Law professor Nicola Barker writes for PinkNews that Tory plans to weaken the Human Rights Act risk rolling back LGBT+ rights.
Last month the government published its proposals for overhauling the Human Rights Act 1998, which incorporates the rights set out in the European Convention on Human Rights (ECHR). The Human Rights Act has been very important for LGBT+ communities with some of the earliest cases brought under the Act resulting in significant new protections for same-sex relationships and trans rights. The government wants to make it more difficult for people to assert their rights and these reforms are likely to pose particular dangers for LGBT+ rights.
Two of the government’s key concerns about the Act are the incremental expansion of rights to keep up with changes in society (referred to as the ‘living tree’ doctrine) and that judges’ powers to interpret legislation in line with Convention rights lead them to ‘rewrite’ legislation instead of simply interpreting it.
The government’s preferred approach would see a more literal reading of the text against its original meaning. This would pose a serious risk to the further development of LGBT+ rights, which were for obvious reasons not anticipated in the early 1950s when the Convention was drafted. Moreover, the premise of this reform is simply incorrect: the recent Independent Human Rights Act Review, commissioned by the government, rejected in the strongest possible terms the idea that judges rewrite legislation and concluded that “it is fanciful to suppose that, even if it is desirable to do so, the living tree element of the Convention could be stripped out, leaving the Convention to be interpreted in its ‘original’ form (whatever that would now be taken to mean)”.
The consultation refers to preventing “frivolous or spurious” cases from even coming before the courts. There are no specifics in the consultation document to indicate what the government means by that phrase, but we can turn to the justice secretary’s previous writing on the subject to find out what types of cases he might put into this category. In his book, The Assault on Liberty: What Went Wrong with Rights, Dominic Raab uses trans rights to illustrate his opinion that the Human Rights Act has gone too far: “The right to a private life has generated a right to hormone treatment, from public funds, to facilitate sex changes,” he wrote. “This new right comes with a range of positive duties on government to recognise sex changes – including a duty on social services to alter past personal records in order to hide the fact that such treatment has taken place”. He goes on to criticise the labelling of trans rights as human rights.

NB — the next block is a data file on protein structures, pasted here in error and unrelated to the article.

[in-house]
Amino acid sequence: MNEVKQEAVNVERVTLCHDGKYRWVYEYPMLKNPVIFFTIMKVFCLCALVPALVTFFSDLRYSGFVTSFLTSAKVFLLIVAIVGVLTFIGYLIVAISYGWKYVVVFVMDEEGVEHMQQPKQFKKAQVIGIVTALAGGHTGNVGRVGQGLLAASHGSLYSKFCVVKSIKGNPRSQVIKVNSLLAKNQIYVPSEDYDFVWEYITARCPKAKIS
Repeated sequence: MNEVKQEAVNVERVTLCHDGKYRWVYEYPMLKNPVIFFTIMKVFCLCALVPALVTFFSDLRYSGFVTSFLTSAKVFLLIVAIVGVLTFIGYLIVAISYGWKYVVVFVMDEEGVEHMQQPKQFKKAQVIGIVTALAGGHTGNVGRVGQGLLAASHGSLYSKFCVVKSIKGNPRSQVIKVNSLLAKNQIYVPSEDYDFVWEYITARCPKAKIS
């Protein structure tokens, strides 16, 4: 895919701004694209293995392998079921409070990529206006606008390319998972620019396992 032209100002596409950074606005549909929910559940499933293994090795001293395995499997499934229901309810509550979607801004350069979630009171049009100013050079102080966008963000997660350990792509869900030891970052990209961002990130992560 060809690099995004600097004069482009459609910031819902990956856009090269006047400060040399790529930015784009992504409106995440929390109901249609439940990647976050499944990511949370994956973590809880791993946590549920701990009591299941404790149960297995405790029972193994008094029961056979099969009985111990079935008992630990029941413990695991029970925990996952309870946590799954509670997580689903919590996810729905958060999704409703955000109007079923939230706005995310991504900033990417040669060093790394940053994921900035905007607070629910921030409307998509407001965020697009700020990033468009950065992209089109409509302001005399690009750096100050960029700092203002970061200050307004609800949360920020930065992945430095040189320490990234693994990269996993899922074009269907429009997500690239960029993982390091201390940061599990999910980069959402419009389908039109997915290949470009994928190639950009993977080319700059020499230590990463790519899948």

The government’s proposals also target the Article 8 right to private and family life, which has been key in virtually all LGBT+ rights cases. First, the government seeks to effectively remove the right to family life from migrants who are resisting deportation on the basis that they have a partner and/or child in this country, having already previously changed the law so that a right to family life can only prevent deportation in very limited circumstances.
Although the government frames this as being about “foreign criminals”, the consultation actually proposes to include all migrants, whether they are “failed asylum seekers” or “those who enter the UK through safe and legal routes but overstay their right to remain” (p.82). The status of LGBT+ migrants is already very insecure, as illustrated in a case in which the right to family life of a married lesbian couple (who had been lawfully resident and working in the UK) did not prevent deportation. This proposal will make LGBT+ migrants all the more vulnerable to being separated from their family life with loved ones in the UK or deported to countries that would not recognise their relationship.
Second, the government proposes to change the balance that is currently struck between freedom of speech and privacy, so that privacy carries less weight. This has clear implications for issues like outing. For example, in a recent case a man created a website disclosing details of his sexual relationship in order to harass his closeted ex-boyfriend who was born, and now lives in, a country which criminalises same-sex relationships.
The claimant was able to use the Human Rights Act to get an injunction requiring the website to be taken down. If the government proceeds with changing the balance between free speech and privacy it would be much more difficult for people in this situation to protect themselves. At the moment, where there is a competing claim of free speech against privacy neither has precedence. Instead, “the court must consider carefully (or, as is often said, apply an ‘intense focus’ to) the comparative importance of the rights claimed. The justification for interfering with or restricting each right must be taken into account, and the test of proportionality applied”. There hardly seems to be a compelling reason for the government to interfere with this careful balance struck by the courts on a case-by-case basis.
The Human Rights Act has not been a perfect tool. The history of LGBT+ rights shows us how difficult litigating for change is with slow, incremental progress. But while imperfect, the European Convention and its UK counterpart, the Human Rights Act, have been essential tools for LGBT+ rights claims. These proposed reforms threaten, at best, to limit the potential for these cases to be brought and to succeed in the UK courts in future. At worst they pave the way for LGBT+ rights in this country to be rolled back.
Nicola Barker is a professor of law at the University of Liverpool. This article draws on her research project ‘From the Human Rights Act to the British Bill of Rights: A Feminist Perspective’, which was funded by the British Academy.